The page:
LEXX 1.1: I Worship His Shadow

For the last couple of years I’ve been re-watching the LEXX series, apart from Season Four (which isn’t on Amazon Prime for some reason) and microblogging about it on Facebook. And then I got asked by a friend if I could make the reviews generally available so he could read them while doing his own re-watch.

So, a new periodic blog feature: LEXX capsule reviews. I’m editing and expanding these from the original microblogs to fit the new format, obviously, but the reactions are more or less the same.

I Worship His Shadow is the first 90-minute (plus adverts) telemovie, which I initially watched on first broadcast on CityTV in Canada. Rewatching, it’s actually a lot better than I remember it being. My past impression had been that it was just a lot of gratuitous schlock, but watching it again there was a lot of wit and subversion of narrative tropes and expectations (it builds and builds towards a story about heroic naughty-but-likeable outlaws with the most powerful ship in the universe…. and abruptly tears that away), casual bisexuality, and surprising gender egalitarianism (I’d been worried about the premise of Zev’s character– an ugly, fat woman given a beautiful thin body and sentenced to life as a love slave– but it winds up being less about the fat-shaming and more about the insidiousness of patriarchy).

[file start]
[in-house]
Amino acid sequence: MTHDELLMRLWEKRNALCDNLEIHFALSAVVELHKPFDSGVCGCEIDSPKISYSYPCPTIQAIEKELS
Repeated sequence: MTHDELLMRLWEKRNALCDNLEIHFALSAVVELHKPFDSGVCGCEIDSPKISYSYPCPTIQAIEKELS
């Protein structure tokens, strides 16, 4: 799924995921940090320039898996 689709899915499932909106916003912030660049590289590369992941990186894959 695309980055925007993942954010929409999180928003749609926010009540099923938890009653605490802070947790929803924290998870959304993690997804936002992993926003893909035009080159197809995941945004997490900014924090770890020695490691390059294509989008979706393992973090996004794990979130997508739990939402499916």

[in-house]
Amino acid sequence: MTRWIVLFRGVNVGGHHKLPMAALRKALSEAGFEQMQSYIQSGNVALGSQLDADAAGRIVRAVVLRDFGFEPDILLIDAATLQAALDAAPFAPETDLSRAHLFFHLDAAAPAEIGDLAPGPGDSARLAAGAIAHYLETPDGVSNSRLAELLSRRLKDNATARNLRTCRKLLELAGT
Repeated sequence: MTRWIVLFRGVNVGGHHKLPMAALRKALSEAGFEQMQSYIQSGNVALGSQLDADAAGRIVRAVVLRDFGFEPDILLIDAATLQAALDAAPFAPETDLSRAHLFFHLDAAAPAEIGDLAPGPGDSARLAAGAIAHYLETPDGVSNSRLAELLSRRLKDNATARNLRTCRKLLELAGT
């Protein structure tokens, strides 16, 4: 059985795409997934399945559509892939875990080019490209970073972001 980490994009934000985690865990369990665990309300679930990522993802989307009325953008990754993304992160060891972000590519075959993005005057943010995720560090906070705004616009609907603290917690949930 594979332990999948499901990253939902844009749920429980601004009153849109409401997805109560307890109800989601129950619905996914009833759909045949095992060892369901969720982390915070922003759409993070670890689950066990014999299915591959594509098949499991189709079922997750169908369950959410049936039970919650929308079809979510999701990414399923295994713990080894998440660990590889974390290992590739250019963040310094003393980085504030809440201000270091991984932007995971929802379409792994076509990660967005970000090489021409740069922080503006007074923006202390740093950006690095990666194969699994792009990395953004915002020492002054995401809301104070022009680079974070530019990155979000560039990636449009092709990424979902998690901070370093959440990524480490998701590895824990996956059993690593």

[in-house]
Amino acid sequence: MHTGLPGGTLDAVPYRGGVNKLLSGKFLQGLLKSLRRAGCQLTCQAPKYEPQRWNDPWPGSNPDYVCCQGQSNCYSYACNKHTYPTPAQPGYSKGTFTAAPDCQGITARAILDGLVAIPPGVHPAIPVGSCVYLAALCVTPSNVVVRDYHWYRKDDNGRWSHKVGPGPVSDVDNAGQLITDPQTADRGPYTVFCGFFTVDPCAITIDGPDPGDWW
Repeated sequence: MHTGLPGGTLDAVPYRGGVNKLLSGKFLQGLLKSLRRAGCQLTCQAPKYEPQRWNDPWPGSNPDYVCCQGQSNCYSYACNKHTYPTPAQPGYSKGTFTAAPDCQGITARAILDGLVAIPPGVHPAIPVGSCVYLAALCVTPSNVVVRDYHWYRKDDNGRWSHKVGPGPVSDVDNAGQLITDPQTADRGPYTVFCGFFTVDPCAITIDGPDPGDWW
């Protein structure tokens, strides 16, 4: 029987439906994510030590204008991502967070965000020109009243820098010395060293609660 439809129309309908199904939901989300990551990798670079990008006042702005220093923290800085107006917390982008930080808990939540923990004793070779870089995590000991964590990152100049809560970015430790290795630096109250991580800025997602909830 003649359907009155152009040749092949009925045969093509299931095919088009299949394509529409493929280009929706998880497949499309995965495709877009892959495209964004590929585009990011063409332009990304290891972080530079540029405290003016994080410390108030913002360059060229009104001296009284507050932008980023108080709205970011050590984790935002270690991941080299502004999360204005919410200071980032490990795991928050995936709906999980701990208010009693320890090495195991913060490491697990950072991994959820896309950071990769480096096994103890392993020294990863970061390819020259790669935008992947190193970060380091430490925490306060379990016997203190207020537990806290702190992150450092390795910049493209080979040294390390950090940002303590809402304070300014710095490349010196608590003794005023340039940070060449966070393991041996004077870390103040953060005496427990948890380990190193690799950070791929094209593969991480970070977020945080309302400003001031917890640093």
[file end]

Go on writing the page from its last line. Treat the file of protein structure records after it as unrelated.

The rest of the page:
There was also a whole lot of really graphic body horror, and (mild spoiler) I’m amazed that they got away with a sequence of multiple child murder on network television.

My summary of LEXX as a whole is: “Blake’s 7, reimagined by Lars von Trier and Ken Russell.” I Worship His Shadow is pretty much that.

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Fiona Moore

Academic, anthropologist and SF writer, living, teaching and working in a global city.

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